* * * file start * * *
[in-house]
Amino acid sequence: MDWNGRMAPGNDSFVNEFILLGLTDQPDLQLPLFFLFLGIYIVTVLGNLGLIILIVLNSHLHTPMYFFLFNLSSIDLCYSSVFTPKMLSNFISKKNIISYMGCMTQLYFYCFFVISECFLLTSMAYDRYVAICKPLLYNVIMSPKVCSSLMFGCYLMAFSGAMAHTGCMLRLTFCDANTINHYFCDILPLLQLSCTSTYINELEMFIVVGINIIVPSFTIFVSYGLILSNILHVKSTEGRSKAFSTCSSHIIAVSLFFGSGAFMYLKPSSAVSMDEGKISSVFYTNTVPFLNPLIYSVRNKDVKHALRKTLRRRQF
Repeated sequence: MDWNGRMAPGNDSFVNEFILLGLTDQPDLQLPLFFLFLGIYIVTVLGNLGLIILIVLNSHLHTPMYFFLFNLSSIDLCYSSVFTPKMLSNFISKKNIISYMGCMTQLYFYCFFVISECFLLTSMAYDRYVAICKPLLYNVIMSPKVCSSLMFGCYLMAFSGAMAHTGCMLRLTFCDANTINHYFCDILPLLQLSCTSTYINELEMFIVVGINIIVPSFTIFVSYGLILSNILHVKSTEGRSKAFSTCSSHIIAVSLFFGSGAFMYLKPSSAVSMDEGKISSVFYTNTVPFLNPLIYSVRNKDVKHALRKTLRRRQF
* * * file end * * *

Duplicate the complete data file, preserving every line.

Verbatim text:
[in-house]
Amino acid sequence: MDWNGRMAPGNDSFVNEFILLGLTDQPDLQLPLFFLFLGIYIVTVLGNLGLIILIVLNSHLHTPMYFFLFNLSSIDLCYSSVFTPKMLSNFISKKNIISYMGCMTQLYFYCFFVISECFLLTSMAYDRYVAICKPLLYNVIMSPKVCSSLMFGCYLMAFSGAMAHTGCMLRLTFCDANTINHYFCDILPLLQLSCTSTYINELEMFIVVGINIIVPSFTIFVSYGLILSNILHVKSTEGRSKAFSTCSSHIIAVSLFFGSGAFMYLKPSSAVSMDEGKISSVFYTNTVPFLNPLIYSVRNKDVKHALRKTLRRRQF
Repeated sequence: MDWNGRMAPGNDSFVNEFILLGLTDQPDLQLPLFFLFLGIYIVTVLGNLGLIILIVLNSHLHTPMYFFLFNLSSIDLCYSSVFTPKMLSNFISKKNIISYMGCMTQLYFYCFFVISECFLLTSMAYDRYVAICKPLLYNVIMSPKVCSSLMFGCYLMAFSGAMAHTGCMLRLTFCDANTINHYFCDILPLLQLSCTSTYINELEMFIVVGINIIVPSFTIFVSYGLILSNILHVKSTEGRSKAFSTCSSHIIAVSLFFGSGAFMYLKPSSAVSMDEGKISSVFYTNTVPFLNPLIYSVRNKDVKHALRKTLRRRQF